If I was embarrassed by them, I wouldn't post them, so check these out. They're COOL, and were recorded entirely live, mixed live to 2-track DAT (no post-mixing!!!). This is how I prefer to record - it's not as slick and perfect as overdubs, etc, but there's always a unique character and feel to each session, which is just as important to me as the song, arramgement and performance.

    Real Media clips require the free Real G2 Player
    Free Real 7 Player

    Want the CD? | back to the top

    CHAMBER POP Lyrics
    The
    complete english lyrics as an html text file are viewable here. If you wish you can print them or save as a text file.

    PDF Translation files
    All of the lyrics from "Chamber Pop" are viewable and printable as Adobe PDF files or text files in all 10 languages (as included on the CD). You can download them by clicking on the proper language (below). Version 3.0 or later of the Adobe Acrobat Reader must be used to read the files (free from www.adobe.com). The Japanese and Chinese lyrics are text files, and Japanese/Kanji or Traditional Chinese fonts/operating systems are required.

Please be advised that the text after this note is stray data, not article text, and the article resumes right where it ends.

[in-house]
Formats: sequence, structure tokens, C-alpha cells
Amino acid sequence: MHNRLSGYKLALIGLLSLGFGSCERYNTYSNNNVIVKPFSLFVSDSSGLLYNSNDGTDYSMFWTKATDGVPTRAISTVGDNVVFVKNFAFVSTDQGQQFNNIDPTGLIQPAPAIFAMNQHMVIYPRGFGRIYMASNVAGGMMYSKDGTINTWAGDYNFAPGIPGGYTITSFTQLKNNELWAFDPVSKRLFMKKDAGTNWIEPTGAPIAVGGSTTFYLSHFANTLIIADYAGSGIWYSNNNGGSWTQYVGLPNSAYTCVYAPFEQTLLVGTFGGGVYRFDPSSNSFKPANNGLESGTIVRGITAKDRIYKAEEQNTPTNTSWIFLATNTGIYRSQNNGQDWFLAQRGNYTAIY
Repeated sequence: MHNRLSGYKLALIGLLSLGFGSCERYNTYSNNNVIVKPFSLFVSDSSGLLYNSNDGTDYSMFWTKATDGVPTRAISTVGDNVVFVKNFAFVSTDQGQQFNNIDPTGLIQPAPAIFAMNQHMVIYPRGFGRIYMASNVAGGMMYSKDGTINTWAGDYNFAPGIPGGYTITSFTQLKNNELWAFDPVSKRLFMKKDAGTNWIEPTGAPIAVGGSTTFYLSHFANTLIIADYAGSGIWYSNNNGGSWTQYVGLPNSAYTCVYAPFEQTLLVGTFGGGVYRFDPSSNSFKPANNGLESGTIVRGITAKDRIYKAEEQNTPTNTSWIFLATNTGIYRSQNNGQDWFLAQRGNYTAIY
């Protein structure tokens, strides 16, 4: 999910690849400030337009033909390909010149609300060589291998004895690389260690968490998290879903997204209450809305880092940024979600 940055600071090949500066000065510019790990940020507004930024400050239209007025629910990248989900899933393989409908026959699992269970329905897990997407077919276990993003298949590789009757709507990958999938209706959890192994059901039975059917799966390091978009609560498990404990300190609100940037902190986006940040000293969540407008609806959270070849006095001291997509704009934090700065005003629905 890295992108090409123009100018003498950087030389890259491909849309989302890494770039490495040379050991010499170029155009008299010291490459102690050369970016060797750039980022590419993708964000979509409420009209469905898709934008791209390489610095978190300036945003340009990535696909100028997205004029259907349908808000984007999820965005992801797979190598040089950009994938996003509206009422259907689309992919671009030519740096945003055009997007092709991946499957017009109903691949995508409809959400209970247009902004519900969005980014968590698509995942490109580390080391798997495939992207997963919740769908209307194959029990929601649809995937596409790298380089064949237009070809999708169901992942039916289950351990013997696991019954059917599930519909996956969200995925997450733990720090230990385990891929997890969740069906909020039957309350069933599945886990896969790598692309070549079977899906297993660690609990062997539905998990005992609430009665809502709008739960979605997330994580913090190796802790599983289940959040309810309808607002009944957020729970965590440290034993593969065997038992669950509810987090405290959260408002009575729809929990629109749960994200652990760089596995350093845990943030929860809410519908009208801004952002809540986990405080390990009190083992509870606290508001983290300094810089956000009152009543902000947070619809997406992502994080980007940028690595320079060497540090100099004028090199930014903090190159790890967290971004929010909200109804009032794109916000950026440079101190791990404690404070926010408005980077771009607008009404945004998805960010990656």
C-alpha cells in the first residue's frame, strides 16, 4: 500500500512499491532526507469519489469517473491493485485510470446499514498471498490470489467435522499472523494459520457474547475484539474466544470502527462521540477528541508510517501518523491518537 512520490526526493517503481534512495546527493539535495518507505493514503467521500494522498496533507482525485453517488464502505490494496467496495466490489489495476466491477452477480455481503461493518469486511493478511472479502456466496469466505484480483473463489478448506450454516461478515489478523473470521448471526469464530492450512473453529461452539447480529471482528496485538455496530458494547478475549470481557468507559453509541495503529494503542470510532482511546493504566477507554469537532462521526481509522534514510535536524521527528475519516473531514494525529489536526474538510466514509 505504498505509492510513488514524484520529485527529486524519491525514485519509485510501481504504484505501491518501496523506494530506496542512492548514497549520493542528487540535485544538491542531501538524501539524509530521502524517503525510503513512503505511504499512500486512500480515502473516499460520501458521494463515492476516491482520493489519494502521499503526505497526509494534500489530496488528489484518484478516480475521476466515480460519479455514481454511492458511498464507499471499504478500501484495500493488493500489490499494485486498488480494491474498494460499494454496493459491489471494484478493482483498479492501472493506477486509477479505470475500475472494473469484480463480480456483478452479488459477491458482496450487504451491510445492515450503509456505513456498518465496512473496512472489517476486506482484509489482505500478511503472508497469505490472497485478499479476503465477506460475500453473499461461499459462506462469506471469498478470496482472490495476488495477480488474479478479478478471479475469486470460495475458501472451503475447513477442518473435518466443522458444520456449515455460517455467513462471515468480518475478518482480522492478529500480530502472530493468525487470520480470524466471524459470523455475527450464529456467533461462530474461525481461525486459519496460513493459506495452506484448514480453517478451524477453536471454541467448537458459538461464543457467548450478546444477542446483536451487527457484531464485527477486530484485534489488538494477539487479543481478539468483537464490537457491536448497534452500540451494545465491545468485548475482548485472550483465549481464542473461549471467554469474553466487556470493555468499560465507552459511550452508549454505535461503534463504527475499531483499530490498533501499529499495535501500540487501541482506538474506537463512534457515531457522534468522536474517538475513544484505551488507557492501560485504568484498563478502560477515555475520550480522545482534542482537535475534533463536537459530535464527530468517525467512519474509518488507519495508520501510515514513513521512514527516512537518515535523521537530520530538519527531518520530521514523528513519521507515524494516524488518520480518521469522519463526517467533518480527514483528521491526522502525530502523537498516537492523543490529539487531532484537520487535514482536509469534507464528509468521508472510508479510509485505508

• Chinese (mandarin) (text file)
  • Deutsch (german) (Adobe PDF)
  • English (Adobe PDF)
  • Espanol (spanish) (Adobe PDF)
  • Francais (french) (Adobe PDF)
  • Italiano (italian) (Adobe PDF)
  • Japanese (text file)
  • Portugues (brazialian portuguese) (Adobe PDF)
  • PYCCKOM (russian) (Adobe PDF)
  • Svenska (swedish) (Adobe PDF)

    Want the CD? | back to the top

    CHAMBER POP Scoress